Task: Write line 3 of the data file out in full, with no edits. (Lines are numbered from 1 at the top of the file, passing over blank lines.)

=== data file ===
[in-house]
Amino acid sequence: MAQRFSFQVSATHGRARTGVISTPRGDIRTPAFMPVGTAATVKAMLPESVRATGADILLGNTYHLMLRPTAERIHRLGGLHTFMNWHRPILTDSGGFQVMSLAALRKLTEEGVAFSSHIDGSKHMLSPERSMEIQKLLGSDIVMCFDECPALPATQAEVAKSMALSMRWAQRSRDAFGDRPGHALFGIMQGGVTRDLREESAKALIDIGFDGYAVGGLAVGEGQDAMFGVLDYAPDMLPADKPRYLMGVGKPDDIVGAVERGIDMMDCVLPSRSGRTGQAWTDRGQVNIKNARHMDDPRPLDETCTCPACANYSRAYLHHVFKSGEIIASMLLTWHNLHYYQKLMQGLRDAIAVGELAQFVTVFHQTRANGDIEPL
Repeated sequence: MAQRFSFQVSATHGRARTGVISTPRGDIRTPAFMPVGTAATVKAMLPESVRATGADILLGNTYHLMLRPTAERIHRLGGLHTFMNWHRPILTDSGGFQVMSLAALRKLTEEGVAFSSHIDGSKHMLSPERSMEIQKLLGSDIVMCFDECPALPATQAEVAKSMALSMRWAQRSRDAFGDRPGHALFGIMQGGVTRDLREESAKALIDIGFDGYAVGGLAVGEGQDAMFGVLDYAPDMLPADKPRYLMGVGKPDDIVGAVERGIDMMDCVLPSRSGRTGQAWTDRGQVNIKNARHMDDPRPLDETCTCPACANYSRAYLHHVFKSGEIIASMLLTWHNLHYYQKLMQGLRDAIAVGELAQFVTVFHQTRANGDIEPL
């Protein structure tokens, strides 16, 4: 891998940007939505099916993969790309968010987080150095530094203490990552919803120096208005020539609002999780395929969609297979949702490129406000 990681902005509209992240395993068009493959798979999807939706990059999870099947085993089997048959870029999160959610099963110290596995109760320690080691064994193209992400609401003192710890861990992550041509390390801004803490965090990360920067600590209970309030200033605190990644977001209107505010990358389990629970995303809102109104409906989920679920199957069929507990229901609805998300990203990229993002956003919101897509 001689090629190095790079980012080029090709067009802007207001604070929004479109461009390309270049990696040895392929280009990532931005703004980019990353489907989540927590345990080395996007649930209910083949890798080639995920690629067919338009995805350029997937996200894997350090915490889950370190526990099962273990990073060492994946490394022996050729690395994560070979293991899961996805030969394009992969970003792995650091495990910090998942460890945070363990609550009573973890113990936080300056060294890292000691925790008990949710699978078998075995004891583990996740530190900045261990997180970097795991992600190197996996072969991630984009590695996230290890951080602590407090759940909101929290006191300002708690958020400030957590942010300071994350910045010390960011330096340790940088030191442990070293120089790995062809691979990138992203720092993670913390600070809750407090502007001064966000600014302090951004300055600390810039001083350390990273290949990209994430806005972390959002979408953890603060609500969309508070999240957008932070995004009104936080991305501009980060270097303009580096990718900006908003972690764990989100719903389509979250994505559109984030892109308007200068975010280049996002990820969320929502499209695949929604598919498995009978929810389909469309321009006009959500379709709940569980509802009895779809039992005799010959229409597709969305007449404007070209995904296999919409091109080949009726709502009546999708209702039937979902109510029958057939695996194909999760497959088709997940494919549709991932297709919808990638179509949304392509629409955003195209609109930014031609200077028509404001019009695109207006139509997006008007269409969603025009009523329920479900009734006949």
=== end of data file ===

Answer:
Repeated sequence: MAQRFSFQVSATHGRARTGVISTPRGDIRTPAFMPVGTAATVKAMLPESVRATGADILLGNTYHLMLRPTAERIHRLGGLHTFMNWHRPILTDSGGFQVMSLAALRKLTEEGVAFSSHIDGSKHMLSPERSMEIQKLLGSDIVMCFDECPALPATQAEVAKSMALSMRWAQRSRDAFGDRPGHALFGIMQGGVTRDLREESAKALIDIGFDGYAVGGLAVGEGQDAMFGVLDYAPDMLPADKPRYLMGVGKPDDIVGAVERGIDMMDCVLPSRSGRTGQAWTDRGQVNIKNARHMDDPRPLDETCTCPACANYSRAYLHHVFKSGEIIASMLLTWHNLHYYQKLMQGLRDAIAVGELAQFVTVFHQTRANGDIEPL